How a coffee bean is roasted is one of the most important factors in determining its flavor. Whether you’re brewing for customers or for yourself, knowing how roasting affects coffee is fundamental to its enjoyment.
Here are some quick tips:
- The amount of caffeine in the bean decreases as the roast gets darker.
- The surface of lightly roasted beans is dry. As roasting increases, the oil in the beans is drawn to the surface where it becomes visible.
- Roasting decreases acidity in the beans, therefore darker roasts are less acidic.
- The darker a bean is roasted, the less prominent the distinct flavors of its origin become.
- Medium roast beans tend to have the heaviest “body.” Light and dark roasts have less.
Roast names and descriptions are not uniform. Some processors have more levels of roasting than others, and nearly all have their own names, often more for branding than for information. So when selecting a roast, it’s better to go by the actual roast level than a fancy title. Here are the most common roast levels.
Highest in caffeine content, light roasts are dry on the surface, light in body, acidic, and have a toasted grain, or even grassy, taste. The origin flavors are more pronounced in light roasts than at other levels.
As beans are roasted, they expand, causing the outer shell to crack. Since light-roasted beans typically reach an internal temperature of 205°C (400°F) or less, they pop or crack only once. Thus you may hear them described as “first crack” roasted. Some of the descriptive terms for light roasts are Light City, Half City and New England roasts.
Medium roasts appear darker but are still dry on the surface. The higher roasting temperature reduces the grainy taste of lighter roasts and makes for a more balanced, less acidic taste. Native tastes start to become masked by the higher-temperature roasting as the flavor becomes toastier. The caffeine level is somewhat lower than light roasts but still higher than darker roasts. Reaching an internal temperature of around 220°C (428°F), medium roasting stops just before starting the second crack of the bean.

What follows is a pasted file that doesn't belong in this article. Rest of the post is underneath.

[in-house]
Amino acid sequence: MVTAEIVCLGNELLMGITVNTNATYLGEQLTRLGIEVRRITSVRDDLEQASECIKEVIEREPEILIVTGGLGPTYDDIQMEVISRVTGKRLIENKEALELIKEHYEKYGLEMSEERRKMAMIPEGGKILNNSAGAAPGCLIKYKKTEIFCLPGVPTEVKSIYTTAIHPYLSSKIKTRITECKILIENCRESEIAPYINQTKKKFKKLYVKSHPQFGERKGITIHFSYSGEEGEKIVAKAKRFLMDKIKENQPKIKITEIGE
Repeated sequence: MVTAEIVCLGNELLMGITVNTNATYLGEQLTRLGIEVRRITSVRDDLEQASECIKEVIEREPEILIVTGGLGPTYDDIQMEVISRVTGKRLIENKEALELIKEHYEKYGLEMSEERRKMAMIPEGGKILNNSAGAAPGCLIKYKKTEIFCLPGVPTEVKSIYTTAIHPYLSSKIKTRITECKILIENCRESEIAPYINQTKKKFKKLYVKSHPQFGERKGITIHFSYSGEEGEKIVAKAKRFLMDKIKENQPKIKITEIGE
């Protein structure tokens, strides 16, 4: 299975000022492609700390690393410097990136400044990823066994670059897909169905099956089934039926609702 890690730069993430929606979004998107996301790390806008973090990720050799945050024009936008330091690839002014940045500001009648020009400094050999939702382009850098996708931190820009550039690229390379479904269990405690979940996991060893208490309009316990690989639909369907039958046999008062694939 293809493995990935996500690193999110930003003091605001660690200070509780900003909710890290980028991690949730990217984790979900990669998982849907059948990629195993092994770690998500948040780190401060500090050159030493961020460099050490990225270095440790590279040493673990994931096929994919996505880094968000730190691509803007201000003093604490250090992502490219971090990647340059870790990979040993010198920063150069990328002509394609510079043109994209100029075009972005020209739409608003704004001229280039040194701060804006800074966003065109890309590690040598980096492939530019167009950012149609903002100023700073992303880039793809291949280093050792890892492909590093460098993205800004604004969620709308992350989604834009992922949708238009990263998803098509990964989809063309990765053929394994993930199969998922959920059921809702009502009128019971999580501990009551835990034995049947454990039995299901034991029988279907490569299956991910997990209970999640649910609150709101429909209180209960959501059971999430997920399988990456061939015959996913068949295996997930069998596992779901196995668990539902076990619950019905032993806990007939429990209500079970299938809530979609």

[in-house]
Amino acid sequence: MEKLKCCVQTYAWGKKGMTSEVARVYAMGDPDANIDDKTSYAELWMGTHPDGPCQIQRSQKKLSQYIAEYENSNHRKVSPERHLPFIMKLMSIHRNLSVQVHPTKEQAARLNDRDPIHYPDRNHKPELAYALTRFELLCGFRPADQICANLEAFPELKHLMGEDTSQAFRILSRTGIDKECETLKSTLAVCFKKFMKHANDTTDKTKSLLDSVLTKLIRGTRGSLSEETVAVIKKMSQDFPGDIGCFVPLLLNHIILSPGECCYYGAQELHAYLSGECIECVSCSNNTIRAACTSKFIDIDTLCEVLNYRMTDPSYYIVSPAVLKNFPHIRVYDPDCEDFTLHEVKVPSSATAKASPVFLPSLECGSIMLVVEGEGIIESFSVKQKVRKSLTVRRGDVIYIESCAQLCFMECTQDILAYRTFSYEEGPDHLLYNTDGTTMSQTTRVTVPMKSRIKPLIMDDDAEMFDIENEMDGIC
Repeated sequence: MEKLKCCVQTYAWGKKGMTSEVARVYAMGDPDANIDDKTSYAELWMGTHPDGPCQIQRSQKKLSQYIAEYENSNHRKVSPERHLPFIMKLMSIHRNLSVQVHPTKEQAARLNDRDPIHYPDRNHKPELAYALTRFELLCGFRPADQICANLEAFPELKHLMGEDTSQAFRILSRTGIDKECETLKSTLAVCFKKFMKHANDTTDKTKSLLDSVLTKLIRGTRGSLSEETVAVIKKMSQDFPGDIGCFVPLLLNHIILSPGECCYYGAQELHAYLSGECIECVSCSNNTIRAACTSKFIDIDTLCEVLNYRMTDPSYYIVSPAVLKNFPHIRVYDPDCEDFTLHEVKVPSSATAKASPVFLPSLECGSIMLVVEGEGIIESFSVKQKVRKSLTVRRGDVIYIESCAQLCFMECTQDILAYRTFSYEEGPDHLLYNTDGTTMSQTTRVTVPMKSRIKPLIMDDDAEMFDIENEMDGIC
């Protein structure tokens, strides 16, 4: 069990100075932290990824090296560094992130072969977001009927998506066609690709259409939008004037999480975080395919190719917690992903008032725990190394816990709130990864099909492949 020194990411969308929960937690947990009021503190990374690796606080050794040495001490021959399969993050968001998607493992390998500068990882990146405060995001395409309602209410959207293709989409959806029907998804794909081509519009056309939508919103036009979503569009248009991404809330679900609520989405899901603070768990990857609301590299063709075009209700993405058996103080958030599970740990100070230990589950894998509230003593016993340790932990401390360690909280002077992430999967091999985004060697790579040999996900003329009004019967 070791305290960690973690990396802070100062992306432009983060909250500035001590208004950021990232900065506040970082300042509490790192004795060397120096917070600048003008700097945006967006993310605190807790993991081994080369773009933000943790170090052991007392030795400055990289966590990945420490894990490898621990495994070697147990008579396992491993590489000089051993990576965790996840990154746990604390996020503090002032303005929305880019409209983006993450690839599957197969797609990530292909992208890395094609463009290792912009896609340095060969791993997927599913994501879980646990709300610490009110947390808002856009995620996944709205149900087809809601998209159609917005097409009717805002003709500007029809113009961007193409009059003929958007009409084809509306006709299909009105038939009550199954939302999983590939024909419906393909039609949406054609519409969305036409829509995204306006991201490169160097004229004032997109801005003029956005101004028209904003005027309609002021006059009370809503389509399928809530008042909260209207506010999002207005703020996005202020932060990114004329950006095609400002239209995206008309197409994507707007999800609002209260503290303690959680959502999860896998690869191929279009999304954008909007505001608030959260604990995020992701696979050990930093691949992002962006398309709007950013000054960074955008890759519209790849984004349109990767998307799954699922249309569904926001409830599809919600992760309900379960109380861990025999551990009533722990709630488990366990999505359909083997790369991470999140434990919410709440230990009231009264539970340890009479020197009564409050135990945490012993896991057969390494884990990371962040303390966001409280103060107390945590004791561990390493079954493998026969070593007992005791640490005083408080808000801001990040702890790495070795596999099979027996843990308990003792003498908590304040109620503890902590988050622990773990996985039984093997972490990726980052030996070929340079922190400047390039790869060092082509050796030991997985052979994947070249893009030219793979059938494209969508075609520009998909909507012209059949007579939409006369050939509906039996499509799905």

The most common roast in the eastern United States that you’ll find is medium roast, sometimes called American Roast, Regular Roast, Breakfast Roast and City Roast.
Medium-dark coffees are roasted to 225°-230°C (445°F), which is the beginning or middle of the second crack. They have a darker, deeper color and some oil on their surface. They have a heavier body and more roasted flavor and aroma, sometimes even with spicy undertones, and slightly less caffeine than medium roasts.
Common descriptions of medium-dark roasted coffees are Vienna Roast, Full City Roast, and After Dinner Roast.
As the name implies, dark-roasted beans are dark brown to nearly black in color and have an oily sheen on their surface. Their coffee can have a smoky, bitter or burnt taste and is significantly lower in caffeine than lighter roasts.
Dark roasts reach an internal temperature of 240°C (465°F), at or beyond the point of the second crack in the bean’s surface. Much hotter than 240° can result in tarry or charcoal-like flavors. Dark roast is often used for espresso and Turkish blends. You may find dark-roasted coffee going by French Roast, Spanish Roast, New Orleans or Continental Roast or Espresso.
Of course there are other factors that influence flavor and aroma of coffees, and ultimately it’s a matter of personal taste. Experiment to find the ones that are right for you and your guests.